Story by Paul Wood | Illustrations by Holly Camp
In old days, the Hawaiians measured time by the moon. That methodology, kaulana mahina, is just now being rediscovered. And guess what—in terms of astronomical sophistication it rivals that of the Mayans. Captured in poetry and stone by many generations of kahuna (native scholars), this kaulana mahina holds the secret to sustainable living in these islands.
The agreement that today is January 14th or March 3rd or (you name it) certainly comes in handy. It tells us when to pay the electric bill or what day to show up at the office. Days are numbered like beads on a string that can be taken anywhere and used any place. This admirable simplicity has helped make the Gregorian system (first adopted in 1582) the most widely used calendar on Earth.
But we pay a price for this simplicity. We can stop looking at the sky. We can have “a day” without ever seeing daylight (or moonlight). If you live according to the tides and the rains, the movements of sea life and the liveliness of plants, the cyclic scarcity and abundance of natural resources, you would prefer a calendar that provides more information.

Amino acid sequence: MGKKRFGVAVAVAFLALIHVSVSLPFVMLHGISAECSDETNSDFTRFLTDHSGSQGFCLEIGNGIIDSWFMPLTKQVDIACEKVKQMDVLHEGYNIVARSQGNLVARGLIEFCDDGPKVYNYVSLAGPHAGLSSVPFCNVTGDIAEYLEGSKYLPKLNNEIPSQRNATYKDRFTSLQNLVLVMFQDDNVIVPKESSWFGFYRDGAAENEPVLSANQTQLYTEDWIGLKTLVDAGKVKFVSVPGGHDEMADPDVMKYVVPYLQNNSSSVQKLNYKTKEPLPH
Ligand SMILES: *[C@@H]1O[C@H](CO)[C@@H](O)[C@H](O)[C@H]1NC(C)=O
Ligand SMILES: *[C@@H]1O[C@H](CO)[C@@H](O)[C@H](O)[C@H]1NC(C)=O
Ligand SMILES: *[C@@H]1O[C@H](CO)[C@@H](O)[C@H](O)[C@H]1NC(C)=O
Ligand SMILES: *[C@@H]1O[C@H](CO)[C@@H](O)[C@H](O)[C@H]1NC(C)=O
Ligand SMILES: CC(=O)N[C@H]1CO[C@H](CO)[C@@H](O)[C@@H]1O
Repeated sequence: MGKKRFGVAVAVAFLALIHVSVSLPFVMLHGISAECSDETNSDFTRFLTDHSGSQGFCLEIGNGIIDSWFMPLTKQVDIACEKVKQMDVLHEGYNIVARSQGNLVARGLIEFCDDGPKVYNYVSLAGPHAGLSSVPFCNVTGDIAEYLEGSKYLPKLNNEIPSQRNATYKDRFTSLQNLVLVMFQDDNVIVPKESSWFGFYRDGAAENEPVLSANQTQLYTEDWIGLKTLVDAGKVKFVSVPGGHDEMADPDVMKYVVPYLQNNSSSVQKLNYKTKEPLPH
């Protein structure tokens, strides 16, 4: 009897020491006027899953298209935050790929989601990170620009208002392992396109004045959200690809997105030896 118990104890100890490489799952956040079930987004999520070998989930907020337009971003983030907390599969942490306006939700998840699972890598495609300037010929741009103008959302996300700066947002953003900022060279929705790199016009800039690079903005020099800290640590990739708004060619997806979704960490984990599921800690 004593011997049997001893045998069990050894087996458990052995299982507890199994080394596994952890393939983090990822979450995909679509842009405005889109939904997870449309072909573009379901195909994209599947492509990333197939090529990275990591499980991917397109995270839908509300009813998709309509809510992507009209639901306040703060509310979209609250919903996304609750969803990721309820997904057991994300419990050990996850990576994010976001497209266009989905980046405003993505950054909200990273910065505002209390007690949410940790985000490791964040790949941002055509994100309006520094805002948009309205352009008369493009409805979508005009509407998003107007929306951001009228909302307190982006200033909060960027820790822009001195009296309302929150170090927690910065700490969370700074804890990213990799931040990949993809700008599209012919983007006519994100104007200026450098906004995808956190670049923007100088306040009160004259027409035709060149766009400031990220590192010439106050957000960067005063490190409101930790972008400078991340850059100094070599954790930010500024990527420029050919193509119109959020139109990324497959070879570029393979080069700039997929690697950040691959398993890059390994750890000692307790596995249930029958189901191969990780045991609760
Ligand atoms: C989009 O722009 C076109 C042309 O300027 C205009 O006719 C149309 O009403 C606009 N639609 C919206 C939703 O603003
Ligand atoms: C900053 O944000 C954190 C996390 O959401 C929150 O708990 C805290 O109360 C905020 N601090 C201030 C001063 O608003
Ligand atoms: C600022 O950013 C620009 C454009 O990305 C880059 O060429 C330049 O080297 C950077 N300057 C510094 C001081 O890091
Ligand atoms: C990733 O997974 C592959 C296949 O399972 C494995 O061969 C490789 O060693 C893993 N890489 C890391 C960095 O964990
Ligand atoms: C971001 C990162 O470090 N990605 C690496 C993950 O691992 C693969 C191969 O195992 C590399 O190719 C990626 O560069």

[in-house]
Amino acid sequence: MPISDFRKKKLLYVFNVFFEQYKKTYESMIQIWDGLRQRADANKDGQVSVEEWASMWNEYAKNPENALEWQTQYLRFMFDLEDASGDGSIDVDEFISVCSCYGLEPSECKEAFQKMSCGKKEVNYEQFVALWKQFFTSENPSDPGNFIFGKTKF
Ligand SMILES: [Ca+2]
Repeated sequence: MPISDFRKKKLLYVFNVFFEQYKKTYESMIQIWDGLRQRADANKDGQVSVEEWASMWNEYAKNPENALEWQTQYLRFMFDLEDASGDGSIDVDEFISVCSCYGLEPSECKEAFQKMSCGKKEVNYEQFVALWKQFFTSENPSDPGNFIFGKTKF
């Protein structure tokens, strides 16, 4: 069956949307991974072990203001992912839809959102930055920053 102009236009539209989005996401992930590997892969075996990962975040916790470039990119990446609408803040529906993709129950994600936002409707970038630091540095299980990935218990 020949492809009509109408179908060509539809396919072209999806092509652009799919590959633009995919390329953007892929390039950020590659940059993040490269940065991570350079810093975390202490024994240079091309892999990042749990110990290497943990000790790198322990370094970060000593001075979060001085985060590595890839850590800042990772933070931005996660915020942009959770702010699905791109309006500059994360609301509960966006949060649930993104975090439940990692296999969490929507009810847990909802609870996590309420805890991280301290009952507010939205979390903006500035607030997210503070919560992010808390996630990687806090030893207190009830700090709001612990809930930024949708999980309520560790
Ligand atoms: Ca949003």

Such is the Hawaiian moon calendar, the system indigenous to these islands. Kaulana mahina—literally, “positions of the moon” (mahina being the word for moon)—kept the human and natural worlds in harmony for centuries until it was crowded out by the gradual Westernization of the Islands. Fortunately we have excellent information about this system preserved in the old chants (including the all-important Kumulipo), in some early histories (such as David Malo’s Hawaiian Antiquities), and above all in millions of pages of nineteenth-century Hawaiian-language newspapers, most of which are still not translated into English. The woman who has embraced the challenge of resurrecting the kaulana mahina is Maui-born Kalei Tsuha.